Sleeping Pills are not as Innocent as you may Think

Taking an occasional sleeping pill may not seem like a big deal but for many people it becomes habit forming and they become dependent on those pills. There were nearly 40 million prescriptions of Ambien dispersed over a five year period. Ambien is one of the leading prescription sleeping pills. Sleeping pills fall into a vast category that are considered to be sedative-hypnotics but includes barbiturates and benzodiazepines.

Ambien, Sonata, and Lunesta are the most common sleeping pills. These drugs are supposed to be prescribed for short term usage only and only for severe insomnia. Sleeping pills, which are very fast acting, are usually prescribed to take only as needed but this doesn't always hold true and people start taking them for other reasons and this becomes a true problem.

Addiction begins with a tolerance, withdrawal symptoms, and continued use despite negative consequences. People that abuse sleeping pills will suffer from drowsiness, erratic behavior, possible blackouts, isolation, and lack of interest in things once enjoyed. The brain becomes rewired, so to speak, after continued use so that the user only feels normal while taking the pills.

Changes in the brain can be seen as early as the first time using sleeping pills. The brain becomes used to the drug and each time it becomes harder to quit because the insomnia will become worse than it was prior to taking the sleeping pills. The longer the usage the harder it will be to stop taking them but help is available and it is very possible to quit.
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  • I have found that an antidepressant that is also used for insomnia works better than Ambien or anything else for my insomnia. I take mirtazipine. This is the first time since high school that I have gotten sleep regularly.
  • I agree about taking sleeping meds. I even worried, when my kids were growing up, about giving them benign remedies like Ibuprofin and Tylenol for every little ache and pain. I know it may sound odd, but I just didn't want them to develop a habit of taking pills all the time. I think if we rely on medications when some other remedy might work, it's easier to graduate to more powerful stuff.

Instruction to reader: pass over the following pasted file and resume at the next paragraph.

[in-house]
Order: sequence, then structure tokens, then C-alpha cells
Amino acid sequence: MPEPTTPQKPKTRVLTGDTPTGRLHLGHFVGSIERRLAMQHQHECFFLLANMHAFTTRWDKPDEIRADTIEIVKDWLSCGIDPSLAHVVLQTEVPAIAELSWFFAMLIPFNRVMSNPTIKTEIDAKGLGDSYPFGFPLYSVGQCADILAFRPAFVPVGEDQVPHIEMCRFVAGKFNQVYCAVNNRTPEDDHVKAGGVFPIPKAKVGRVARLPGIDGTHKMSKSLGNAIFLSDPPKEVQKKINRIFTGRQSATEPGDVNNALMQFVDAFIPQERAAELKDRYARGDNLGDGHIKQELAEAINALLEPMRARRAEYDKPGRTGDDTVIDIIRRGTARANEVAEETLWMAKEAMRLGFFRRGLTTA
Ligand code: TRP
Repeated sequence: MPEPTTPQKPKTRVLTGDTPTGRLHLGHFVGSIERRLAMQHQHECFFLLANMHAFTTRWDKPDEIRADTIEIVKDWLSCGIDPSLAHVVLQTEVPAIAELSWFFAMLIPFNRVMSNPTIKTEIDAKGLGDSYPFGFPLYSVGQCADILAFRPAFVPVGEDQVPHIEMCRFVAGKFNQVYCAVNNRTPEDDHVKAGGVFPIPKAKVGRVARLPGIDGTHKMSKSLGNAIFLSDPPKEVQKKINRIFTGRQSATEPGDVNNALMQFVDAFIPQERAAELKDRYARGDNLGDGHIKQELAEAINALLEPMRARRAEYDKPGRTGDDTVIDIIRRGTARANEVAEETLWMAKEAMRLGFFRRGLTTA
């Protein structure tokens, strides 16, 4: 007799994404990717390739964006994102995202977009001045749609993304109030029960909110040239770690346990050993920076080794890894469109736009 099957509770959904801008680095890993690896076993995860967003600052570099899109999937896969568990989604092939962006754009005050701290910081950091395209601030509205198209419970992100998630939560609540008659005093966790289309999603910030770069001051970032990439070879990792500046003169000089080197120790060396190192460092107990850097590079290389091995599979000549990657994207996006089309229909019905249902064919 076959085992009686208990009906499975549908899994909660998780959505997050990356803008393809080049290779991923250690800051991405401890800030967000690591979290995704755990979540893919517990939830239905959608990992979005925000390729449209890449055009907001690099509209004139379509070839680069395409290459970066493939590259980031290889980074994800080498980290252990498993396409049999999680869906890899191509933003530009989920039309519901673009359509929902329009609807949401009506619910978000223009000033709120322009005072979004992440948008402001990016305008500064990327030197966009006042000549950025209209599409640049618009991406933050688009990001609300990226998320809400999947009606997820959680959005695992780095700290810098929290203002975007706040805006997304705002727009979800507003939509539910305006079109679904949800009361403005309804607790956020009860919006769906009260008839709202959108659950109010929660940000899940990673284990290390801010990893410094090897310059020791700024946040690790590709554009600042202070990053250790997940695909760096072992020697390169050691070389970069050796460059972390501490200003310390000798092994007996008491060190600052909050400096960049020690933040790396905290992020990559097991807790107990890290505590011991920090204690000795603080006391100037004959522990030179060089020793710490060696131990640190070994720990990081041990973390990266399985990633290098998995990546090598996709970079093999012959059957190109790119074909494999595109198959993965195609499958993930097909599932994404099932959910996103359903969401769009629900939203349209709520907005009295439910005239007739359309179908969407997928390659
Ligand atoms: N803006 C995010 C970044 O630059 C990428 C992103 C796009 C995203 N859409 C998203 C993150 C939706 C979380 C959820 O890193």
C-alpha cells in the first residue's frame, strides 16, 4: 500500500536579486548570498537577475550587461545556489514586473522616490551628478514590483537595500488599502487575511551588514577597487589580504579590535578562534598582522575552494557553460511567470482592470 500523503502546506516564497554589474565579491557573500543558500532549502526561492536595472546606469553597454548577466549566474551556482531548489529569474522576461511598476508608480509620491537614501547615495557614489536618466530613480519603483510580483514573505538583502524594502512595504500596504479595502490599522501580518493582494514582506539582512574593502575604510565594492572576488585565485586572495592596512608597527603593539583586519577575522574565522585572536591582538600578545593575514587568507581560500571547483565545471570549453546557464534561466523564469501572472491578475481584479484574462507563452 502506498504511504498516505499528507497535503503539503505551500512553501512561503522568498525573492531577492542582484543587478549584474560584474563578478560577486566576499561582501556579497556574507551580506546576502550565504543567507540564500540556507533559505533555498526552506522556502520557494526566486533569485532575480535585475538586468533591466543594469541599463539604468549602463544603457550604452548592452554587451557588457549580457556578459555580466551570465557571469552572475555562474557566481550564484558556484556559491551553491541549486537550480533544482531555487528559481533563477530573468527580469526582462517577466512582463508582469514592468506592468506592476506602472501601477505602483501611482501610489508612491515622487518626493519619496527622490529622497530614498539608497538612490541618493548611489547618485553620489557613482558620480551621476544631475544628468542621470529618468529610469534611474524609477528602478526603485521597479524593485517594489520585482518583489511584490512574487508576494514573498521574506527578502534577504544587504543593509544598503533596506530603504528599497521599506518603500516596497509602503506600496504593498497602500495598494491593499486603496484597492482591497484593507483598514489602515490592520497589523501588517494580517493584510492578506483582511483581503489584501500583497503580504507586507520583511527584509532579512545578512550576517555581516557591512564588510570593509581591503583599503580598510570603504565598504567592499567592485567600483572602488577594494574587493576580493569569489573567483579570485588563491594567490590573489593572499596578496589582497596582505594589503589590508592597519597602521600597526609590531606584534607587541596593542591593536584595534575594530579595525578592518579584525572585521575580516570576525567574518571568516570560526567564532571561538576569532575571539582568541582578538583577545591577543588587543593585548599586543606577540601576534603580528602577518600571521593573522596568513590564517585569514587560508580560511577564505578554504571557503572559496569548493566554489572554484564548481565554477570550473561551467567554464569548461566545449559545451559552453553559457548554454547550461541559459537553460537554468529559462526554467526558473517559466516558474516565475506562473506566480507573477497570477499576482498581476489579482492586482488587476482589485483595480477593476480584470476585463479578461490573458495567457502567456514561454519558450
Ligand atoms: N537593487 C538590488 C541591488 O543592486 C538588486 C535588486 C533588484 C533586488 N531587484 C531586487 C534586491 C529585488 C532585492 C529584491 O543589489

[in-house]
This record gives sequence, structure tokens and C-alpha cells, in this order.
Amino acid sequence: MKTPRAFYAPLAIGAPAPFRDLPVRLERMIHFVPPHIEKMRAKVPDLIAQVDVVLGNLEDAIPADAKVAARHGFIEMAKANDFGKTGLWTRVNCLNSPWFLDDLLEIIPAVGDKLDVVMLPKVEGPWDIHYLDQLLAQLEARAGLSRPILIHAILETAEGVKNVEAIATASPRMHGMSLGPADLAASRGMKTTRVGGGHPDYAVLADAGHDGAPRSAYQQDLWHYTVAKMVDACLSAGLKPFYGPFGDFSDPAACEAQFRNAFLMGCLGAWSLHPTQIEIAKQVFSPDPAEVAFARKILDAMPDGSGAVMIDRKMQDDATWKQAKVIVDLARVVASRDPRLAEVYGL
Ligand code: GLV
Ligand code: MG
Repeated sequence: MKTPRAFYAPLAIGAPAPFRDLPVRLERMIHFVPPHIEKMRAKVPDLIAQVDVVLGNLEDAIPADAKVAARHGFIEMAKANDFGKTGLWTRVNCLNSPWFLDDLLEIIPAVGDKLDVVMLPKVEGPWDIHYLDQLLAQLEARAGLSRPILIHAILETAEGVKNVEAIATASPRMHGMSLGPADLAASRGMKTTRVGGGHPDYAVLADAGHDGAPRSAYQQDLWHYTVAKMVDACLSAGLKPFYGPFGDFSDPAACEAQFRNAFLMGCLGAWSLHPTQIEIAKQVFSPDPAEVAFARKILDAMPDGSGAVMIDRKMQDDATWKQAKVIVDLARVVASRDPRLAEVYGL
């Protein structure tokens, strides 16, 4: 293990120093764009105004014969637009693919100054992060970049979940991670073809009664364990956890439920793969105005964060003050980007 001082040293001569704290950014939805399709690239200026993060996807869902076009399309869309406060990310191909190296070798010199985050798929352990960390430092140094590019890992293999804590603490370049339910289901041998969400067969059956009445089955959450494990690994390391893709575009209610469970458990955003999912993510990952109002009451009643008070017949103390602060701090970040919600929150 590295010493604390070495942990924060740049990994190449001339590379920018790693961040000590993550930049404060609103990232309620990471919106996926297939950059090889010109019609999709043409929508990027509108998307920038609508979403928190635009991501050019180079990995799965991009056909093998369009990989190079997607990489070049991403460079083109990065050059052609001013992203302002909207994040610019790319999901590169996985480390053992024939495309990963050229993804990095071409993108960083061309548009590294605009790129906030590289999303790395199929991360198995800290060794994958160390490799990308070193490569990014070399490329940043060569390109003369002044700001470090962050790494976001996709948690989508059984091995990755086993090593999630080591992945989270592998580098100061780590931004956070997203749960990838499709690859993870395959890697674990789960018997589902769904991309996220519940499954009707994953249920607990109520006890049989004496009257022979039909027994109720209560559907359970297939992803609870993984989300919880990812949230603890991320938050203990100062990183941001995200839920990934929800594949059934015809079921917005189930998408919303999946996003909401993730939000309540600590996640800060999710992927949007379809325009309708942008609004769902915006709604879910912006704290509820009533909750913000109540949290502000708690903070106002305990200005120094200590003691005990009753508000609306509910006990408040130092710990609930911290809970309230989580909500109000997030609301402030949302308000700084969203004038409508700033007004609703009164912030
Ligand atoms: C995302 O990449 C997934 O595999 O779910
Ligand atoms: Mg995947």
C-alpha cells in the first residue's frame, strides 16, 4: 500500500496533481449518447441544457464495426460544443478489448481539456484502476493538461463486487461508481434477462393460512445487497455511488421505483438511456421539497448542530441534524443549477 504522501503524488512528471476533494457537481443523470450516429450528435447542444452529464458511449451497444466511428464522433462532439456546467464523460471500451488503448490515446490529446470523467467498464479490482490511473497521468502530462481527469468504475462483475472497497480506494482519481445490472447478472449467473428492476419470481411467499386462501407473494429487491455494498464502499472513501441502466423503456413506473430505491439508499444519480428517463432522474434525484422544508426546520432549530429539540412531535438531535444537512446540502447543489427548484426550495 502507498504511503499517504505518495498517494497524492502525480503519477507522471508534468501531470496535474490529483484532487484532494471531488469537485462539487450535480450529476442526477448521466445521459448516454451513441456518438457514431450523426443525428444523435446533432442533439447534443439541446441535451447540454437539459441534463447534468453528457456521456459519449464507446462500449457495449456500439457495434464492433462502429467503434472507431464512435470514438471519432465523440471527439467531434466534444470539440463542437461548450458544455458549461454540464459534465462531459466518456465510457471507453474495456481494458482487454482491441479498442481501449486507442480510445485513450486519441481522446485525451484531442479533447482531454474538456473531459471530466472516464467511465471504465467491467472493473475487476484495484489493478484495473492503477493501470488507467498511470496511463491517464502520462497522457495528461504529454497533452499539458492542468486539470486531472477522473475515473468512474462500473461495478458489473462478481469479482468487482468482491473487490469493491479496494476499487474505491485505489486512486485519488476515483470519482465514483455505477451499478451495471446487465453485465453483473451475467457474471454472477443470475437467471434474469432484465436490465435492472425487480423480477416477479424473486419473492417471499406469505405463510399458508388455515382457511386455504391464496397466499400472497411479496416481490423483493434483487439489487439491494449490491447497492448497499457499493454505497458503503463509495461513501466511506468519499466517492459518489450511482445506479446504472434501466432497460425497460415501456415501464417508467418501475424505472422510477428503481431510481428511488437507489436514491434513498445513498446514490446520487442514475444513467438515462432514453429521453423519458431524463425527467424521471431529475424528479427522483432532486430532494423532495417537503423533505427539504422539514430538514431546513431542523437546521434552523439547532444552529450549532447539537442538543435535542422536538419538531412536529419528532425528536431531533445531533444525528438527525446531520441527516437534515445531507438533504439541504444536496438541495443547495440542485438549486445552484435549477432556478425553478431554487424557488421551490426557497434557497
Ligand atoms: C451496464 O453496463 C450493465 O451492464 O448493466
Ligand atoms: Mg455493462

• @jbbarn that doesn't sound odd at all! I too am very mindful of not giving my child something for pain relief all the time for minor things, because of that concept of reliance. 

    I've heard a lot about the incidence of sleeping pills interacting with other drug use as well and causing quite serious issues, which is a concern as well. I feel like any legitimate use of sleeping pills would need to be fairly heavily monitored to ensure that it doesn't get out of control.
  • I have never taken a sleeping pill in my life, even though I have suffered from intermittent bouts of insomnia. My last spell of insomnia lasted for four months, in which I gradually turned into a zombie. I never had more than 2-3 hours of sleep per night, and often couldn't make up for the lost sleep during the day. And if I did, I usually passed out as if I was in a coma for 10-15 hours. During that time I started taking St. John's Wort to calm my nerves, and Valerian to make me feel more relaxed. The herbs started working after a while, and I found my natural balance again. 
  • I think doctors these days are less and less likely to give out sleeping pills as much as they used to. There have been a lot of cases recently where they have caused side effects, especially when taken with other drugs.

    A lot of people think that taking pills to help them sleep is the answer but getting to the cause of them not sleeping should be what doctors try to do.
  • By now, I believe that most people know that sleeping medication is often incredibly addicting and quite dangerous. It's something that people don't want to admit, but so many cases have been in the news and in studies about this very subject. I avoid sleeping medication myself, including OTC options, whether they're natural or not.